Only One Kind of Apology Works
The question is how do we recover from minor and major relationship hurts in order to reestablish the safety and security in the relationship? The answer is: ONLY ONE KIND OF APOLOGY WORKS! The first step is to recognize that couples who have experienced minor or major hurts will often get caught in negative pursue-withdraw spirals. Patricia, in her attempt to reach out to Allan and reestablish emotional safety, struggles to express her feelings of abandonment without also expressing resentment and anger. This triggers Allan’s shame and defensiveness. All he hears is that he failed and let her down. His shame and defensiveness gets in the way of him being able to respond to his wife’s call to reestablish emotional safety in the relationship. He pulls away, she pursues; she pursues, he pulls away. Recognizing that as a couple you are caught in a vicious pattern where both partners play a role is the first step towards turning hurt into forgiveness.
The next step in the healing process is to establish safety so that each partner can take open up and share their deeper emotions and needs. (I know this is easier said than done which is why having an experienced relationship therapist can help.) When safety is established the partner who has been hurt talks about their pain in a non-defensive, non-attacking way. It is a big risk to move past the protective emotions and behaviors and express the deep down hurts. However, it is the only way to turn hurt into forgiveness.
Once the hurt partner has expressed their deeper emotions it allows an opportunity for the other partner to respond. The response has to be heartfelt and genuine. The empathy for your partner becomes the ointment that heals the wound. What allows someone to past hurts into the past is when they feel heard, seen, and connected to.
The process is meant to be reciprocal especially because hurts often go both ways. This allows an opportunity for the partner who has done the hurting to express any of their deeper emotions. There is closure when both feel heard and understood. The hurt is turned into forgiveness and the mistrust is replaced with safety and security.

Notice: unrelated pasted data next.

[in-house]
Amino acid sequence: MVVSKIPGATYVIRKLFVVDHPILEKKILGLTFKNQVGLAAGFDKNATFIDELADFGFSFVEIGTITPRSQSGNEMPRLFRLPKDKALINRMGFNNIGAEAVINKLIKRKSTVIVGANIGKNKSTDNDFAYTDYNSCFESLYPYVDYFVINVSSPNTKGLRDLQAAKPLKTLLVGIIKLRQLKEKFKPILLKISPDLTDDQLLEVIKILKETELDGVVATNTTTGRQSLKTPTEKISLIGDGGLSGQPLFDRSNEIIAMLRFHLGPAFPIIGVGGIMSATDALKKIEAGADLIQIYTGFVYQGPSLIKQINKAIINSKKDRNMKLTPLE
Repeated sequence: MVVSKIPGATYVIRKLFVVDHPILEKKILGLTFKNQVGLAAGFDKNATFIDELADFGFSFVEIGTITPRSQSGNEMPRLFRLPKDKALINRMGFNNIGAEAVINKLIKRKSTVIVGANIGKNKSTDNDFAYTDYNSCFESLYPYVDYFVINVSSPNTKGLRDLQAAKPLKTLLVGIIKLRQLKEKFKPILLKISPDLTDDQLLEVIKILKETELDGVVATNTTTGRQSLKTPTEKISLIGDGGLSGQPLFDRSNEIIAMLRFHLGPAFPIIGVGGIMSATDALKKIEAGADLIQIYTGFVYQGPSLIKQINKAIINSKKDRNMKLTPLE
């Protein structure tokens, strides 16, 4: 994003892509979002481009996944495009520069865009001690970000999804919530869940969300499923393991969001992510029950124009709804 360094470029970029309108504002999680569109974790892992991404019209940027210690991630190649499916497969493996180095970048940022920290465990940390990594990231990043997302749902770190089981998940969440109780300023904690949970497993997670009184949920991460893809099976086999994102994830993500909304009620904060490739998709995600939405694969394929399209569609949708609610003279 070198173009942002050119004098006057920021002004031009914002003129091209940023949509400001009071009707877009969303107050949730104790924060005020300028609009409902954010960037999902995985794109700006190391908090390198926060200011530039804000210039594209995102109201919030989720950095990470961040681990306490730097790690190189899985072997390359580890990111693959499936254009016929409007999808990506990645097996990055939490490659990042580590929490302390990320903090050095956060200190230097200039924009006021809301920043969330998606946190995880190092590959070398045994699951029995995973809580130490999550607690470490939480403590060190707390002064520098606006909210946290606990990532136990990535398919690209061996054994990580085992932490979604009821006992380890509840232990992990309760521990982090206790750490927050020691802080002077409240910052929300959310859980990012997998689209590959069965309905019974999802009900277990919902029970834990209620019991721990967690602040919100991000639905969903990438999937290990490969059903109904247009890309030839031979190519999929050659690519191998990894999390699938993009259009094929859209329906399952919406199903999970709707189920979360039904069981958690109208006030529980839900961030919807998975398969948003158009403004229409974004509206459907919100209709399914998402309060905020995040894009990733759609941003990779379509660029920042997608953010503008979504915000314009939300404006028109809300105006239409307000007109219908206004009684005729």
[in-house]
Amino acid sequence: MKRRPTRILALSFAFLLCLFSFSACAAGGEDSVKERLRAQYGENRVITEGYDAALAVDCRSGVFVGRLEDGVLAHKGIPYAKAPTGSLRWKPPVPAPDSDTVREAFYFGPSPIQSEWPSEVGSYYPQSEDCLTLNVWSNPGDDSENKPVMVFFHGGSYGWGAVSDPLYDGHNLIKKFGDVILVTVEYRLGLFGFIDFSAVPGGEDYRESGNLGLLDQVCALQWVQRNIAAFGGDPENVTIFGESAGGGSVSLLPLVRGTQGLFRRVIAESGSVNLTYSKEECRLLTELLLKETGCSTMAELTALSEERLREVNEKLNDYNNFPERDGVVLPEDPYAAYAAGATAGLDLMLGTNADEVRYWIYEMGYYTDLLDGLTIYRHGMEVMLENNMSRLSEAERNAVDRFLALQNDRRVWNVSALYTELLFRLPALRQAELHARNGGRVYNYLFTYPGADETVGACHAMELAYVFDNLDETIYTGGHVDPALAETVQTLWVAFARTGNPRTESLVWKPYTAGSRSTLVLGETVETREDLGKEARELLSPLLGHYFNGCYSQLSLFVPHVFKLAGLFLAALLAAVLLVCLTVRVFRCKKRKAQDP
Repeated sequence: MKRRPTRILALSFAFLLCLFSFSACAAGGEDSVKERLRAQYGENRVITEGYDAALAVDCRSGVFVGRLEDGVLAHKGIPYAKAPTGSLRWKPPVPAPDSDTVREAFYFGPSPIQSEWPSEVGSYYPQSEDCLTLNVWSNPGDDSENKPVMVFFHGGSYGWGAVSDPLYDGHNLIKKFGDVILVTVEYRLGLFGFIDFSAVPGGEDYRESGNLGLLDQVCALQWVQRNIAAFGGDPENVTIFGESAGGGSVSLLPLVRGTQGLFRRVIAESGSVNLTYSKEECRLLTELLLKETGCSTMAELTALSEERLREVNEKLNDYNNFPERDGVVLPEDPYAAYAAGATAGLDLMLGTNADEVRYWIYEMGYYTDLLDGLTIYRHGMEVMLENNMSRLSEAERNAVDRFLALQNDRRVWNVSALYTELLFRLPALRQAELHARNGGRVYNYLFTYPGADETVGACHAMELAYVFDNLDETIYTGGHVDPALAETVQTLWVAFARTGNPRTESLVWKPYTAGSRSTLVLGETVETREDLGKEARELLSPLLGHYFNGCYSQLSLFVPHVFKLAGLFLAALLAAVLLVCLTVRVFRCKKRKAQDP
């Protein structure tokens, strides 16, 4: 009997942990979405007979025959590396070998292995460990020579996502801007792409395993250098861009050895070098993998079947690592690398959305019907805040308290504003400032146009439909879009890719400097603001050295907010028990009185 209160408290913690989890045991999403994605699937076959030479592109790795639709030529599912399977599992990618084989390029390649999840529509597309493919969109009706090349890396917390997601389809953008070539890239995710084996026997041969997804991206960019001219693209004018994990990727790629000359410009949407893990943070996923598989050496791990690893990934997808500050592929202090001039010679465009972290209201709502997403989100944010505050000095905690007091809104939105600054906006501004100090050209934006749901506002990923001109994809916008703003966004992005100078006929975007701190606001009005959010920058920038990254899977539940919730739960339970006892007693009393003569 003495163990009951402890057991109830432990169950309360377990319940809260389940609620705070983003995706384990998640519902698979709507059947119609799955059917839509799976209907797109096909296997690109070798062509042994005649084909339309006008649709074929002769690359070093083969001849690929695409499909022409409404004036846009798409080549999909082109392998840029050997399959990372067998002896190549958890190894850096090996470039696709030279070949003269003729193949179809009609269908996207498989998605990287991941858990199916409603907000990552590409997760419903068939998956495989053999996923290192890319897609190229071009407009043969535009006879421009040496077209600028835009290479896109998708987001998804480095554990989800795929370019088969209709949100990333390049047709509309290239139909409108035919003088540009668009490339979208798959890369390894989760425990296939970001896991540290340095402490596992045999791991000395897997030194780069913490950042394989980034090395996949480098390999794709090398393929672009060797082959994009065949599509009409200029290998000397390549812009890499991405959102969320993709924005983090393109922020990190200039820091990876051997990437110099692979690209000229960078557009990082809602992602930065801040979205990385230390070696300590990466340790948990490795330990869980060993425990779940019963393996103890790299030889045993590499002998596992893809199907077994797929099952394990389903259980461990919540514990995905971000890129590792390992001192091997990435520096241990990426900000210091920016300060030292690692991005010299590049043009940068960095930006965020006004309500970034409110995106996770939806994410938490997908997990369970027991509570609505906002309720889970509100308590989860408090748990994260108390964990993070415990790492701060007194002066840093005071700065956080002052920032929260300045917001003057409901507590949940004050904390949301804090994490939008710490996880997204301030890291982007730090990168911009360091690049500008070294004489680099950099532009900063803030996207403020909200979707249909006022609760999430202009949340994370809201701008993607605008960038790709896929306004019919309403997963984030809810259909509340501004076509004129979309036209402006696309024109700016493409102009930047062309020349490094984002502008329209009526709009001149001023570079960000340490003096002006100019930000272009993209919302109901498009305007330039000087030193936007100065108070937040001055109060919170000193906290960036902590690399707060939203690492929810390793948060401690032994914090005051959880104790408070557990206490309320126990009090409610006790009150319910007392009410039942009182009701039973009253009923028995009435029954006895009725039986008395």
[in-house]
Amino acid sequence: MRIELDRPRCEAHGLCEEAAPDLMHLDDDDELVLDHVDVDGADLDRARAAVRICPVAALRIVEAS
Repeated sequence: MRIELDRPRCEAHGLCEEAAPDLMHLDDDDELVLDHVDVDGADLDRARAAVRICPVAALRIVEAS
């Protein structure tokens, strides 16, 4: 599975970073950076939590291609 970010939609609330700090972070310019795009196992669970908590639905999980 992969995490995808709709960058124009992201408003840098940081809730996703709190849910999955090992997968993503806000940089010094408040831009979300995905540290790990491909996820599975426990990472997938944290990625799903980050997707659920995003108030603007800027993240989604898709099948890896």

As Patricia feels emotionally safer with Allan she is able to move past her resentment and speak about the abandonment and fear she felt along with the pain of not being able to reconnect with Allan since the hurt occurred. Allan, no longer guarded, begins to hear and see her differently. He realizes she is not attacking him. She is reaching out. He emotionally connects to her and can feel her pain. He is deeply moved by his wife. He now knows that she is not making him out to be the bad guy but that he is the only person who can help heal her wound. Upon seeing and hearing that Allan finally understands Patricia is able to let go of the past hurt and feel safe again.
It is not enough for Allan to only hear his wife’s pain. He opens up and shares with her his fear and the shame he connected to feeling like he failed. Patricia did not know he felt this way. She is deeply moved by her husband’s care for her, but also by his own pain. She reaches out to him to reassure him that she loves him. He feels relieved to know that his wife understands him and cares that he was afraid.
Both of them, feeling and hearing the other’s vulnerable and sincere apology, are able to move past the hurts they felt and into a place of forgiveness and trust. They are able to look back on the incident as a time great uncertainty but also a time where they were able to overcome. This brings a greater sense of confidence that together they can face any challenge!
While the story of Allan and Patricia is fictional I hope it outlines a path for you in your marriage or relationship so that you can have greater success dealing with minor and major hurts and turning your hurts into forgiveness.